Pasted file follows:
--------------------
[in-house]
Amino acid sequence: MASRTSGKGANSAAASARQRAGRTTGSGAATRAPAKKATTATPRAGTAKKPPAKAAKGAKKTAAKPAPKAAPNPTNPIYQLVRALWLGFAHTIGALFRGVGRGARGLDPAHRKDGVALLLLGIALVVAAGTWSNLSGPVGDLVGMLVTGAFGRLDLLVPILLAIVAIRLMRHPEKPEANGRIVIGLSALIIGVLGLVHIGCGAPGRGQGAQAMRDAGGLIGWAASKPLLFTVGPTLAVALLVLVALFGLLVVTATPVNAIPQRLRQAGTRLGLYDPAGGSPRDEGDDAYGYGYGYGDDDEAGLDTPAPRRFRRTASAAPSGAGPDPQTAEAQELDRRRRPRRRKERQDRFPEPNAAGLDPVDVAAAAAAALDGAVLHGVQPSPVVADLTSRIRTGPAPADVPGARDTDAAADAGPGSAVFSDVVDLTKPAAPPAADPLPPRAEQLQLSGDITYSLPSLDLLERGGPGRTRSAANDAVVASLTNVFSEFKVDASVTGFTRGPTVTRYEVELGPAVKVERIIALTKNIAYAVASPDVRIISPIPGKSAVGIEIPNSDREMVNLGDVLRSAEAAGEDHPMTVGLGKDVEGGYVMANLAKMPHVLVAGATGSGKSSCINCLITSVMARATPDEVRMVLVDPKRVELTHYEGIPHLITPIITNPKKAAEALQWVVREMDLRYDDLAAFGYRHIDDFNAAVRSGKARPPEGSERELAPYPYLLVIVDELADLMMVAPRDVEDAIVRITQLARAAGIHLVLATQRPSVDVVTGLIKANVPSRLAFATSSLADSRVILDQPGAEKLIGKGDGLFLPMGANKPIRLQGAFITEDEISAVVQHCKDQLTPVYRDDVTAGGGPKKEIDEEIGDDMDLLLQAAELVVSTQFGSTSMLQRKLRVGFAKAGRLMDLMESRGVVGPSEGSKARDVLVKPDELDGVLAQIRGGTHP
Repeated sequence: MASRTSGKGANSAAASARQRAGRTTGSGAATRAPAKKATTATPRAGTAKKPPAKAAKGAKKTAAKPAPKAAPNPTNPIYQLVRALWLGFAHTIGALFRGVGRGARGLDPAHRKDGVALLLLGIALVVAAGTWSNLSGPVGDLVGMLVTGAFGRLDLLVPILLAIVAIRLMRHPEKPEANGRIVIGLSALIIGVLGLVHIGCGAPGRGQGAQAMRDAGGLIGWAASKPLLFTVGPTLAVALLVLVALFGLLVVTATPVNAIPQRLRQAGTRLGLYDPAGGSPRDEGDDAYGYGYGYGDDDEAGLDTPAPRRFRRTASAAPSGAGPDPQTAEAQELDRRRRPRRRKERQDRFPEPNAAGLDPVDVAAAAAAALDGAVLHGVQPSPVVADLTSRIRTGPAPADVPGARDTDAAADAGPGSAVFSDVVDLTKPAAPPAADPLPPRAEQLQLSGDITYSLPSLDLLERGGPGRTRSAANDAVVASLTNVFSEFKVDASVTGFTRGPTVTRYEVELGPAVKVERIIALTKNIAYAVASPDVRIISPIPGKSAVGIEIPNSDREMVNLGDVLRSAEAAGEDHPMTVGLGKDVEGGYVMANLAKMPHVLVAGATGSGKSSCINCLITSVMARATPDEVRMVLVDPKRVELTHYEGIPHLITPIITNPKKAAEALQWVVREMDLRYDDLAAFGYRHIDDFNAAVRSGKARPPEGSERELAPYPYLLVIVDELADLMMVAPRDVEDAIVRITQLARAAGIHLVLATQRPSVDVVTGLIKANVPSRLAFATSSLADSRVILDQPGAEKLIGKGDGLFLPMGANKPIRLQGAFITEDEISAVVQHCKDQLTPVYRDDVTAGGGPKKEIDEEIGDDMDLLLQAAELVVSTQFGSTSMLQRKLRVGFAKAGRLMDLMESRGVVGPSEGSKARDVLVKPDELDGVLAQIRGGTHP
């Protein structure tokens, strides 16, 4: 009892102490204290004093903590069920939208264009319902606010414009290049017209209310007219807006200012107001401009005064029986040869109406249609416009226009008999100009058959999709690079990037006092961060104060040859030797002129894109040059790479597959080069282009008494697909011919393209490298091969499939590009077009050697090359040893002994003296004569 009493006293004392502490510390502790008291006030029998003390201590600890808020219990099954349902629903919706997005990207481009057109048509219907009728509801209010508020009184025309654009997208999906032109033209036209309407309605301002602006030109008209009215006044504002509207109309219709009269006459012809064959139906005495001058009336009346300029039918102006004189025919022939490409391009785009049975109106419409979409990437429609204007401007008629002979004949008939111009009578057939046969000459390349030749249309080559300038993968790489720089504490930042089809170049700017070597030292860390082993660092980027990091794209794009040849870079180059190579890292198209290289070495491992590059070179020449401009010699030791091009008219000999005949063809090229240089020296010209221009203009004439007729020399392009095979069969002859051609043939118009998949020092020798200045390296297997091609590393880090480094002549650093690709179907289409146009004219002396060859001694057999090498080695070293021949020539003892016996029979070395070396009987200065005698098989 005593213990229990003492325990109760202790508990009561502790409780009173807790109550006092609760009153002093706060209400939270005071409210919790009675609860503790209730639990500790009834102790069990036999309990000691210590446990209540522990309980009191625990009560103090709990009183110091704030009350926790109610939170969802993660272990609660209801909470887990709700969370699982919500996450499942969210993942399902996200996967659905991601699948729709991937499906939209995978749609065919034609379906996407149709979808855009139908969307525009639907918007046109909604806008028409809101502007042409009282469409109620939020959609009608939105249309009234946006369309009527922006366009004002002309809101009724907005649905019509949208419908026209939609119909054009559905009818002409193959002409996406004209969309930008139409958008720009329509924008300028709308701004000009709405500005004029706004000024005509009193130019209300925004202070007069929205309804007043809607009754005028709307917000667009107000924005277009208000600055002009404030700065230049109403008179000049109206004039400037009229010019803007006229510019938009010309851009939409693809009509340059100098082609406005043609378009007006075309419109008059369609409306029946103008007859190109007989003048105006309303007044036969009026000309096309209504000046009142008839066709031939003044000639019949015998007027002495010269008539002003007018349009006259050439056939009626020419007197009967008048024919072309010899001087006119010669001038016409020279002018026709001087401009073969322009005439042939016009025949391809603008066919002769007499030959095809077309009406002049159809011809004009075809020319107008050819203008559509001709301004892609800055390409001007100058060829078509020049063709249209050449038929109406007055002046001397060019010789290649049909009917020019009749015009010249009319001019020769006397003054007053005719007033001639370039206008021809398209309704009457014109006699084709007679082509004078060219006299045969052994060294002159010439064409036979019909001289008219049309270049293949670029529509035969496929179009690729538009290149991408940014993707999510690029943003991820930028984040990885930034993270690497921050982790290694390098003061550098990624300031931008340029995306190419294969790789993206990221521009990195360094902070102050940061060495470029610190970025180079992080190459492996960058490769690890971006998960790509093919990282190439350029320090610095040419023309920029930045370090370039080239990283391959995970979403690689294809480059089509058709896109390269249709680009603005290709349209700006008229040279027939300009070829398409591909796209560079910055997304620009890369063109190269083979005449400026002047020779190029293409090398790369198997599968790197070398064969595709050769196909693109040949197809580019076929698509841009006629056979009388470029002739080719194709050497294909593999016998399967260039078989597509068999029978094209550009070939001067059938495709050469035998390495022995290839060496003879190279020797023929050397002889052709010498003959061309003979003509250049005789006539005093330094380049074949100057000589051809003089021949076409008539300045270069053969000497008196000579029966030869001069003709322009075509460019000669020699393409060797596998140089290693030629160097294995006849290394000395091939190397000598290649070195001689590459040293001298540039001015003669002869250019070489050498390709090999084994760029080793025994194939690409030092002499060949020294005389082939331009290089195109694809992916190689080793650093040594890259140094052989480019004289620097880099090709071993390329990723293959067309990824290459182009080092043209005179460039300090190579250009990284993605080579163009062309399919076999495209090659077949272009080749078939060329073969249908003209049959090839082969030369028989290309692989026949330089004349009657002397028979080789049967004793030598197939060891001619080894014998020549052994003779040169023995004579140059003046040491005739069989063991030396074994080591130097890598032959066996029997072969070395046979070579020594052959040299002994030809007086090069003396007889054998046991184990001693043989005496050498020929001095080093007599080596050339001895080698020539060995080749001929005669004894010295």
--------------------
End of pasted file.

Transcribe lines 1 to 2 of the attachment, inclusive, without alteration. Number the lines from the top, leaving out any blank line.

[in-house]
Amino acid sequence: MASRTSGKGANSAAASARQRAGRTTGSGAATRAPAKKATTATPRAGTAKKPPAKAAKGAKKTAAKPAPKAAPNPTNPIYQLVRALWLGFAHTIGALFRGVGRGARGLDPAHRKDGVALLLLGIALVVAAGTWSNLSGPVGDLVGMLVTGAFGRLDLLVPILLAIVAIRLMRHPEKPEANGRIVIGLSALIIGVLGLVHIGCGAPGRGQGAQAMRDAGGLIGWAASKPLLFTVGPTLAVALLVLVALFGLLVVTATPVNAIPQRLRQAGTRLGLYDPAGGSPRDEGDDAYGYGYGYGDDDEAGLDTPAPRRFRRTASAAPSGAGPDPQTAEAQELDRRRRPRRRKERQDRFPEPNAAGLDPVDVAAAAAAALDGAVLHGVQPSPVVADLTSRIRTGPAPADVPGARDTDAAADAGPGSAVFSDVVDLTKPAAPPAADPLPPRAEQLQLSGDITYSLPSLDLLERGGPGRTRSAANDAVVASLTNVFSEFKVDASVTGFTRGPTVTRYEVELGPAVKVERIIALTKNIAYAVASPDVRIISPIPGKSAVGIEIPNSDREMVNLGDVLRSAEAAGEDHPMTVGLGKDVEGGYVMANLAKMPHVLVAGATGSGKSSCINCLITSVMARATPDEVRMVLVDPKRVELTHYEGIPHLITPIITNPKKAAEALQWVVREMDLRYDDLAAFGYRHIDDFNAAVRSGKARPPEGSERELAPYPYLLVIVDELADLMMVAPRDVEDAIVRITQLARAAGIHLVLATQRPSVDVVTGLIKANVPSRLAFATSSLADSRVILDQPGAEKLIGKGDGLFLPMGANKPIRLQGAFITEDEISAVVQHCKDQLTPVYRDDVTAGGGPKKEIDEEIGDDMDLLLQAAELVVSTQFGSTSMLQRKLRVGFAKAGRLMDLMESRGVVGPSEGSKARDVLVKPDELDGVLAQIRGGTHP